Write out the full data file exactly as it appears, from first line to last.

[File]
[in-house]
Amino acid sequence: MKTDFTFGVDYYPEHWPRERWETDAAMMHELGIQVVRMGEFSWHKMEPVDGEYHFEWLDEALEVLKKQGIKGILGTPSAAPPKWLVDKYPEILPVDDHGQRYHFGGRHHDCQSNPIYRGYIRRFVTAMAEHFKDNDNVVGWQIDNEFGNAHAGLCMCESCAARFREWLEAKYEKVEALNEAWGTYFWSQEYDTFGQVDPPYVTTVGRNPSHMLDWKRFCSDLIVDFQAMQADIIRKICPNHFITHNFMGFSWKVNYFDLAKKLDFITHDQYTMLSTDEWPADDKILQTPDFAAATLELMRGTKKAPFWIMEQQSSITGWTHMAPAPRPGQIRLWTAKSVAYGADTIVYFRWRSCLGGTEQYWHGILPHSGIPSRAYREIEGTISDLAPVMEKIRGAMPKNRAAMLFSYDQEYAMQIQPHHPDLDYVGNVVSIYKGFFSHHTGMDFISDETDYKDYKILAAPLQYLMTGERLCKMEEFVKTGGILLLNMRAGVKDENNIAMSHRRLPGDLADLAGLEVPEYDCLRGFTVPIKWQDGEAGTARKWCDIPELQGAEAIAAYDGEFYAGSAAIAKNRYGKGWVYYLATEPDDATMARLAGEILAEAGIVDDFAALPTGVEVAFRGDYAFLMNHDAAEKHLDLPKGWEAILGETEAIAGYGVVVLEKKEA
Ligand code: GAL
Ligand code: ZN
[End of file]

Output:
[in-house]
Amino acid sequence: MKTDFTFGVDYYPEHWPRERWETDAAMMHELGIQVVRMGEFSWHKMEPVDGEYHFEWLDEALEVLKKQGIKGILGTPSAAPPKWLVDKYPEILPVDDHGQRYHFGGRHHDCQSNPIYRGYIRRFVTAMAEHFKDNDNVVGWQIDNEFGNAHAGLCMCESCAARFREWLEAKYEKVEALNEAWGTYFWSQEYDTFGQVDPPYVTTVGRNPSHMLDWKRFCSDLIVDFQAMQADIIRKICPNHFITHNFMGFSWKVNYFDLAKKLDFITHDQYTMLSTDEWPADDKILQTPDFAAATLELMRGTKKAPFWIMEQQSSITGWTHMAPAPRPGQIRLWTAKSVAYGADTIVYFRWRSCLGGTEQYWHGILPHSGIPSRAYREIEGTISDLAPVMEKIRGAMPKNRAAMLFSYDQEYAMQIQPHHPDLDYVGNVVSIYKGFFSHHTGMDFISDETDYKDYKILAAPLQYLMTGERLCKMEEFVKTGGILLLNMRAGVKDENNIAMSHRRLPGDLADLAGLEVPEYDCLRGFTVPIKWQDGEAGTARKWCDIPELQGAEAIAAYDGEFYAGSAAIAKNRYGKGWVYYLATEPDDATMARLAGEILAEAGIVDDFAALPTGVEVAFRGDYAFLMNHDAAEKHLDLPKGWEAILGETEAIAGYGVVVLEKKEA
Ligand code: GAL
Ligand code: ZN